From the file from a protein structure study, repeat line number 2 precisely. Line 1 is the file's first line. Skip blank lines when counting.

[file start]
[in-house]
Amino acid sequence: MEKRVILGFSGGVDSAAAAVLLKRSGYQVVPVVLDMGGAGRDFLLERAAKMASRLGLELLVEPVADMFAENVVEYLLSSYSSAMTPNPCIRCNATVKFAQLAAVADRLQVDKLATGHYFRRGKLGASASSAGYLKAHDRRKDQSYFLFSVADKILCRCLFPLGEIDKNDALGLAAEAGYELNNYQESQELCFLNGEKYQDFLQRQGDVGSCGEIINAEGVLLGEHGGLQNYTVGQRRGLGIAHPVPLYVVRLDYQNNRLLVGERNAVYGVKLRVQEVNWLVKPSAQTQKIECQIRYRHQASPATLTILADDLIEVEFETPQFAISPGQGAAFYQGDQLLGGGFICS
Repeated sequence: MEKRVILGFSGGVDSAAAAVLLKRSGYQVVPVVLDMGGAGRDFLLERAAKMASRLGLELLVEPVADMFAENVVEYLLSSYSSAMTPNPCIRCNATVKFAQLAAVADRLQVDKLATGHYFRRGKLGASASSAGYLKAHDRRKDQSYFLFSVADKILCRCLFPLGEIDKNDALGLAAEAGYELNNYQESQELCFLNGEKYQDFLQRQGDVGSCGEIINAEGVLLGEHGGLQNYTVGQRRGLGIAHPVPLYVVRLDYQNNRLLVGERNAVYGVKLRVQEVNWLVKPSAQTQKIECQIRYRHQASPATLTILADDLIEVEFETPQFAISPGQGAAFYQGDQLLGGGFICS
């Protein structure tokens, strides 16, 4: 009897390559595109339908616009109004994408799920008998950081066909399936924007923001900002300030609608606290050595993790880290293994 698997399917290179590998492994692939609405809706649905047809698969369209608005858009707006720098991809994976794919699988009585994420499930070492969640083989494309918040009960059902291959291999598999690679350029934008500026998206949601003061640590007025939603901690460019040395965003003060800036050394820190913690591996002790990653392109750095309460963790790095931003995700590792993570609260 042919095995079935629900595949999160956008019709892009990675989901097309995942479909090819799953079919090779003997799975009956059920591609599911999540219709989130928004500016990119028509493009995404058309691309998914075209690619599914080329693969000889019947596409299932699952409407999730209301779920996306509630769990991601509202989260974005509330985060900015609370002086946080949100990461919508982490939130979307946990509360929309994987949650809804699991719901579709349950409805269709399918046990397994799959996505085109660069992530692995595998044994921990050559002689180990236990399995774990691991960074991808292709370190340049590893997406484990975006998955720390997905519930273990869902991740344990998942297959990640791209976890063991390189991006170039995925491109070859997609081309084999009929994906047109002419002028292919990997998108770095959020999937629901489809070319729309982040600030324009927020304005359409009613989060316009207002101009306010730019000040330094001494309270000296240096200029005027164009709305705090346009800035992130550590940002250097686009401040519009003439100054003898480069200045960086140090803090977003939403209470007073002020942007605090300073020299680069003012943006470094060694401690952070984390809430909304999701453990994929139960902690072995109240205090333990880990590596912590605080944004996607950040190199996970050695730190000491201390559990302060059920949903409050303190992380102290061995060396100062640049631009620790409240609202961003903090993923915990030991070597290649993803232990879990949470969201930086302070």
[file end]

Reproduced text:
Amino acid sequence: MEKRVILGFSGGVDSAAAAVLLKRSGYQVVPVVLDMGGAGRDFLLERAAKMASRLGLELLVEPVADMFAENVVEYLLSSYSSAMTPNPCIRCNATVKFAQLAAVADRLQVDKLATGHYFRRGKLGASASSAGYLKAHDRRKDQSYFLFSVADKILCRCLFPLGEIDKNDALGLAAEAGYELNNYQESQELCFLNGEKYQDFLQRQGDVGSCGEIINAEGVLLGEHGGLQNYTVGQRRGLGIAHPVPLYVVRLDYQNNRLLVGERNAVYGVKLRVQEVNWLVKPSAQTQKIECQIRYRHQASPATLTILADDLIEVEFETPQFAISPGQGAAFYQGDQLLGGGFICS